Just to add some icing to the cake, last March the University’s academic staff initiated a strike over insufficient pay. Their ensuing boycott of assessments and examinations threatened to jeopardize the degrees of many graduating students. (An interesting note – what do seem to have enjoyed a dramatic improvement are the Vice-Chancellors’ salaries, which have increased by 25% over the last three years. The average V.C. banks a comfortable £154,000 per year and thirty-three Vice-Chancellors now earn more than the Prime Minister.) Ultimately, by the end of last term, not only were students addled with worry over their looming debts, but there was a viable chance that all their hard work and expenses wouldn’t even guarantee them a degree.
Unfortunately, regardless of NUS Extra’s current effusions, students aren’t actually that spoiled for choice in career pathways, as fresher Sarah points out: “I had friends who were angry about the fees but nobody went as far as to not apply, what are you going to do? There’s no choice”. Even if there is a choice, it’s a meagre one: “leave ‘em or join ‘em”. About 13,000 have chosen the former – there was a 3.5% decrease in applications to university this year, but as you can see, the majority have made like sheep and done the latter. But as Sarah points out, you can’t really blame them: “At the end of the day a degree is still a degree and necessary for when you need to get a job”.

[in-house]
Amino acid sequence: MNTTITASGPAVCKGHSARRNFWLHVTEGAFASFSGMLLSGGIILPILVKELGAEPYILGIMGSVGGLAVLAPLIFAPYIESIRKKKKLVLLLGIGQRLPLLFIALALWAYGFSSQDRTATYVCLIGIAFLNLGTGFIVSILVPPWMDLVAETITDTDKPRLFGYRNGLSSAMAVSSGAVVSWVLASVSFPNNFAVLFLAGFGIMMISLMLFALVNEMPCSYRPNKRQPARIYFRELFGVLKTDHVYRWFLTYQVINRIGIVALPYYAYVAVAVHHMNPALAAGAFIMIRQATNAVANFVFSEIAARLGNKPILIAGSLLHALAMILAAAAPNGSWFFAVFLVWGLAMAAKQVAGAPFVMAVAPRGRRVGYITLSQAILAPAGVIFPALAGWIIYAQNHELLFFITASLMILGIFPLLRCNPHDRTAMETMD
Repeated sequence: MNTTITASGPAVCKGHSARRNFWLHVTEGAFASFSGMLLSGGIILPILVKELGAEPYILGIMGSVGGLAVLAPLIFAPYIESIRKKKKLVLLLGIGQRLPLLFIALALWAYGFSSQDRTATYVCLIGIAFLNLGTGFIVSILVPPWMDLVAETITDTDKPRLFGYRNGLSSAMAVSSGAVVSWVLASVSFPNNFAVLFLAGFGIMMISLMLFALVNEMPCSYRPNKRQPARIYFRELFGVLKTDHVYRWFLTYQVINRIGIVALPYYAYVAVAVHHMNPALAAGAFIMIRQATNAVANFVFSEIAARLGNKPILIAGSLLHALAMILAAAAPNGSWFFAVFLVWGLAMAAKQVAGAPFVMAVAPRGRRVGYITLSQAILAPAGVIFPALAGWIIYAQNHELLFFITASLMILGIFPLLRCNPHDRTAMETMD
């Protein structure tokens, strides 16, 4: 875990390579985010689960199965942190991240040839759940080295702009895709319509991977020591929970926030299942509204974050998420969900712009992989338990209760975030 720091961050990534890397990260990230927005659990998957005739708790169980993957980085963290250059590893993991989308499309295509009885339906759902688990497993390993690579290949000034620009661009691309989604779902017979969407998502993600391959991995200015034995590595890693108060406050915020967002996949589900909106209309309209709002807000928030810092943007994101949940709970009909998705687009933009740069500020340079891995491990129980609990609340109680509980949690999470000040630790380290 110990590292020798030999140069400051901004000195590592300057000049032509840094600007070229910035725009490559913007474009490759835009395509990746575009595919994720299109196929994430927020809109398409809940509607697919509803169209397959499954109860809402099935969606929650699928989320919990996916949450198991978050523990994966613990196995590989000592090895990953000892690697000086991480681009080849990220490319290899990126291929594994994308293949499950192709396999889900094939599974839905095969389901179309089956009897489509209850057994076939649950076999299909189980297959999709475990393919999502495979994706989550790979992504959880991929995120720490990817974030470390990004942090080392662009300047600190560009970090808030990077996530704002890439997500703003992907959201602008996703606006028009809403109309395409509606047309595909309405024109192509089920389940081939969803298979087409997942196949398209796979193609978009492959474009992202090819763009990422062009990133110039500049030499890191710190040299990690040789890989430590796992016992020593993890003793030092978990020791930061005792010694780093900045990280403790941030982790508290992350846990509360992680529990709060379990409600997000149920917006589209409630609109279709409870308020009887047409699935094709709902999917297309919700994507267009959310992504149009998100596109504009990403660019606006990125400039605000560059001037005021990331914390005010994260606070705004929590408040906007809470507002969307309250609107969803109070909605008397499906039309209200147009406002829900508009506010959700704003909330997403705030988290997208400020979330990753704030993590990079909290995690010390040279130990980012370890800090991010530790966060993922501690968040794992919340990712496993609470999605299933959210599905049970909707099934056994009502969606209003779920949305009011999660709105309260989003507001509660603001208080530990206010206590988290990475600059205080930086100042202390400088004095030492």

Worryingly, in graduate Matt’s case, this turne out not to be the case. Matt has achieved a feat which many would only attempt with some trepidation: two degrees – an undergraduate BS in Electronics and an MA in Music technology. According to Education officials, with two degrees from a respected University, job offers should be practically suffocating him – however, Matt says he’s “pretty much on the dole”.